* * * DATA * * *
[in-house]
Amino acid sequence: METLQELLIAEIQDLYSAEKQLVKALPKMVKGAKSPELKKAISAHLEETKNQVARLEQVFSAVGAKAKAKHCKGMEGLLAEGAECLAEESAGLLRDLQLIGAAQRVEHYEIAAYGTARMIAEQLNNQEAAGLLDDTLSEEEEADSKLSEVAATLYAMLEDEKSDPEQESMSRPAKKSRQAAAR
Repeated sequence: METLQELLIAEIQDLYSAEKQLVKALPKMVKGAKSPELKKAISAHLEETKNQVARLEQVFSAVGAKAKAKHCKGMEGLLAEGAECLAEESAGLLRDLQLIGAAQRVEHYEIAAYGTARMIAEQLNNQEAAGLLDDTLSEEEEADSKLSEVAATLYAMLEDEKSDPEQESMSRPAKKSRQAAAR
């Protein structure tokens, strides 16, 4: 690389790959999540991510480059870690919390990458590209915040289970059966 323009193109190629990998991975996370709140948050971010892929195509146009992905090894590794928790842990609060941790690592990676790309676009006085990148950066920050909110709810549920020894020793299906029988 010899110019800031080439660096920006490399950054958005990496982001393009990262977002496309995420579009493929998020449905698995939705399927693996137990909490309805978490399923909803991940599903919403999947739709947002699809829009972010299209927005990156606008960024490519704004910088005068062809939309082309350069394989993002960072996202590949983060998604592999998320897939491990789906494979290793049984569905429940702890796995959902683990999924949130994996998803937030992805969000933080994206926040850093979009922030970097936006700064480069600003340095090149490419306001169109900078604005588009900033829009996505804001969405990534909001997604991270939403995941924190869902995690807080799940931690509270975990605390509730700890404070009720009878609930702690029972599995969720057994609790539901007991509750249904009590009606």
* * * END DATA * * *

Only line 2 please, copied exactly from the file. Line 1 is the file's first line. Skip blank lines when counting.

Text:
Amino acid sequence: METLQELLIAEIQDLYSAEKQLVKALPKMVKGAKSPELKKAISAHLEETKNQVARLEQVFSAVGAKAKAKHCKGMEGLLAEGAECLAEESAGLLRDLQLIGAAQRVEHYEIAAYGTARMIAEQLNNQEAAGLLDDTLSEEEEADSKLSEVAATLYAMLEDEKSDPEQESMSRPAKKSRQAAAR